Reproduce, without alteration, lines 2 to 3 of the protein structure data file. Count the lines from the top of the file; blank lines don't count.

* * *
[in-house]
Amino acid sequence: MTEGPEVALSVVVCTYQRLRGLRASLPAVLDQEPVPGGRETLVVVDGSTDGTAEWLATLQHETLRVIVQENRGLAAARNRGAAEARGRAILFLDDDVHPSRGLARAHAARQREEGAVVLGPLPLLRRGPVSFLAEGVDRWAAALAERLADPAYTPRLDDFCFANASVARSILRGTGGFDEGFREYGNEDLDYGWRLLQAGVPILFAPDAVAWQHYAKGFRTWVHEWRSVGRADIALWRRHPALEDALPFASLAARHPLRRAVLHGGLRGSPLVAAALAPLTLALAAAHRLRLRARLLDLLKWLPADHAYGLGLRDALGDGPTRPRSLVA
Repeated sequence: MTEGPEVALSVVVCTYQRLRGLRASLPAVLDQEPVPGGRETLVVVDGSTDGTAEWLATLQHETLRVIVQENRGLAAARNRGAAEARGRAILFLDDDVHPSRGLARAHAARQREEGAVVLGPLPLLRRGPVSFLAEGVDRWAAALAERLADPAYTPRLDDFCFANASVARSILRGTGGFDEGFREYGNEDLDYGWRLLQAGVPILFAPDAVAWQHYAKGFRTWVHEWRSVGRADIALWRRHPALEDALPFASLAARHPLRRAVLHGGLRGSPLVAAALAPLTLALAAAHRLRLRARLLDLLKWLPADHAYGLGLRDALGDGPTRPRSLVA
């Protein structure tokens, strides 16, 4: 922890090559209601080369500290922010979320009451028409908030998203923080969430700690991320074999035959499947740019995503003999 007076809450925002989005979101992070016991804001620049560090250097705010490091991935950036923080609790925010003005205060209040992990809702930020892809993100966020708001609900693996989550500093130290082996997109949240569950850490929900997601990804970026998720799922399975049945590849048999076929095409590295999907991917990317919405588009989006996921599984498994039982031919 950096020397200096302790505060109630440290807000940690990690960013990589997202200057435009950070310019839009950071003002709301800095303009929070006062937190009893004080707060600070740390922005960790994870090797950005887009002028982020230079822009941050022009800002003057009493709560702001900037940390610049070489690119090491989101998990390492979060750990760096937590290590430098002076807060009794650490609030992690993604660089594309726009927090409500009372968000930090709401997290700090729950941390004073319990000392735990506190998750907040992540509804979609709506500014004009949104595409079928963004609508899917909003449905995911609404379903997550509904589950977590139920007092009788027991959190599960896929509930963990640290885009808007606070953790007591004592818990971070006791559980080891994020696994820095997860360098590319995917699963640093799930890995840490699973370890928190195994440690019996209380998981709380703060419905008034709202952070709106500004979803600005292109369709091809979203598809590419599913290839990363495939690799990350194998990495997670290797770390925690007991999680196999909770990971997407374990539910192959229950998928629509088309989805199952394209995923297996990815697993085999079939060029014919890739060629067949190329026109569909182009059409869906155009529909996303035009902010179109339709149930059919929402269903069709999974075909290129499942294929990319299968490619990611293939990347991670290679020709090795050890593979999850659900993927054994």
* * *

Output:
Amino acid sequence: MTEGPEVALSVVVCTYQRLRGLRASLPAVLDQEPVPGGRETLVVVDGSTDGTAEWLATLQHETLRVIVQENRGLAAARNRGAAEARGRAILFLDDDVHPSRGLARAHAARQREEGAVVLGPLPLLRRGPVSFLAEGVDRWAAALAERLADPAYTPRLDDFCFANASVARSILRGTGGFDEGFREYGNEDLDYGWRLLQAGVPILFAPDAVAWQHYAKGFRTWVHEWRSVGRADIALWRRHPALEDALPFASLAARHPLRRAVLHGGLRGSPLVAAALAPLTLALAAAHRLRLRARLLDLLKWLPADHAYGLGLRDALGDGPTRPRSLVA
Repeated sequence: MTEGPEVALSVVVCTYQRLRGLRASLPAVLDQEPVPGGRETLVVVDGSTDGTAEWLATLQHETLRVIVQENRGLAAARNRGAAEARGRAILFLDDDVHPSRGLARAHAARQREEGAVVLGPLPLLRRGPVSFLAEGVDRWAAALAERLADPAYTPRLDDFCFANASVARSILRGTGGFDEGFREYGNEDLDYGWRLLQAGVPILFAPDAVAWQHYAKGFRTWVHEWRSVGRADIALWRRHPALEDALPFASLAARHPLRRAVLHGGLRGSPLVAAALAPLTLALAAAHRLRLRARLLDLLKWLPADHAYGLGLRDALGDGPTRPRSLVA